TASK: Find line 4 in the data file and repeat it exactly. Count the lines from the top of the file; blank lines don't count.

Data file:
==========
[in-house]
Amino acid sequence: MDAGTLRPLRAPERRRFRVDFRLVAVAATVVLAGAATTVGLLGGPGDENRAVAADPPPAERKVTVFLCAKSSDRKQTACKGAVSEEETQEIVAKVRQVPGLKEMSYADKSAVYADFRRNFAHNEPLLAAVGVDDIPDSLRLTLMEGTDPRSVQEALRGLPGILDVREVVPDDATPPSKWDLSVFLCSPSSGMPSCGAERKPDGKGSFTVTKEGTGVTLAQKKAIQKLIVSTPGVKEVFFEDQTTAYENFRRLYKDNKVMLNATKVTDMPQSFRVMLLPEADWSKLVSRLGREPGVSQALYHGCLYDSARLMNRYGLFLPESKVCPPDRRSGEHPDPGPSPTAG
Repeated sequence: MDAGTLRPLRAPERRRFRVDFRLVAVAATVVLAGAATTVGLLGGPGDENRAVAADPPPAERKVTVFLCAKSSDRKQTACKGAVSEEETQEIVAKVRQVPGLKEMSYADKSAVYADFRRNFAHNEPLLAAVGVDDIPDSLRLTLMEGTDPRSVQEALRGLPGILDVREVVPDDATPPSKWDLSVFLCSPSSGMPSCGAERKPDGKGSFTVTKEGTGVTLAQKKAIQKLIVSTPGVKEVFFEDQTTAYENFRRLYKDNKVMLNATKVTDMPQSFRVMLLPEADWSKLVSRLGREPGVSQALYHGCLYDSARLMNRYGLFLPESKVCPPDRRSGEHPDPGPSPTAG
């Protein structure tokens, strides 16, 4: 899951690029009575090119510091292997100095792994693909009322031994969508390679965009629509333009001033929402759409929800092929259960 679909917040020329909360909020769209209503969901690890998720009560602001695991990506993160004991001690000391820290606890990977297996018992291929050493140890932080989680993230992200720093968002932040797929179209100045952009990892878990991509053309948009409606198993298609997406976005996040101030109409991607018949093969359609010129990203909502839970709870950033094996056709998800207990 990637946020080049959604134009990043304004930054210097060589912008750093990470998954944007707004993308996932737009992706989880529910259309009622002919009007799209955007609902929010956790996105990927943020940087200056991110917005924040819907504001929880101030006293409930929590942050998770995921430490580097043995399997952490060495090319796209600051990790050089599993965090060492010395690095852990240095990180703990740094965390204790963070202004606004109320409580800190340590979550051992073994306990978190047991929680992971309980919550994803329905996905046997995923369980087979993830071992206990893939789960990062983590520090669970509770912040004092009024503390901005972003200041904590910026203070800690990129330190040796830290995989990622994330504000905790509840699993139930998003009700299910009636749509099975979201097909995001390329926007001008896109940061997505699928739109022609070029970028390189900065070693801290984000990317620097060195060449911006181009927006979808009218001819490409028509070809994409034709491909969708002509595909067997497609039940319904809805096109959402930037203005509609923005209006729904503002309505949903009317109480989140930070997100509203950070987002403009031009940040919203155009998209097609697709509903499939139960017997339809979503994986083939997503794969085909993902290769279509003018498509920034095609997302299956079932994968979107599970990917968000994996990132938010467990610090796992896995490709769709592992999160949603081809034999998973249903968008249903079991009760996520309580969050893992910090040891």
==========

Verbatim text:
């Protein structure tokens, strides 16, 4: 899951690029009575090119510091292997100095792994693909009322031994969508390679965009629509333009001033929402759409929800092929259960 679909917040020329909360909020769209209503969901690890998720009560602001695991990506993160004991001690000391820290606890990977297996018992291929050493140890932080989680993230992200720093968002932040797929179209100045952009990892878990991509053309948009409606198993298609997406976005996040101030109409991607018949093969359609010129990203909502839970709870950033094996056709998800207990 990637946020080049959604134009990043304004930054210097060589912008750093990470998954944007707004993308996932737009992706989880529910259309009622002919009007799209955007609902929010956790996105990927943020940087200056991110917005924040819907504001929880101030006293409930929590942050998770995921430490580097043995399997952490060495090319796209600051990790050089599993965090060492010395690095852990240095990180703990740094965390204790963070202004606004109320409580800190340590979550051992073994306990978190047991929680992971309980919550994803329905996905046997995923369980087979993830071992206990893939789960990062983590520090669970509770912040004092009024503390901005972003200041904590910026203070800690990129330190040796830290995989990622994330504000905790509840699993139930998003009700299910009636749509099975979201097909995001390329926007001008896109940061997505699928739109022609070029970028390189900065070693801290984000990317620097060195060449911006181009927006979808009218001819490409028509070809994409034709491909969708002509595909067997497609039940319904809805096109959402930037203005509609923005209006729904503002309505949903009317109480989140930070997100509203950070987002403009031009940040919203155009998209097609697709509903499939139960017997339809979503994986083939997503794969085909993902290769279509003018498509920034095609997302299956079932994968979107599970990917968000994996990132938010467990610090796992896995490709769709592992999160949603081809034999998973249903968008249903079991009760996520309580969050893992910090040891």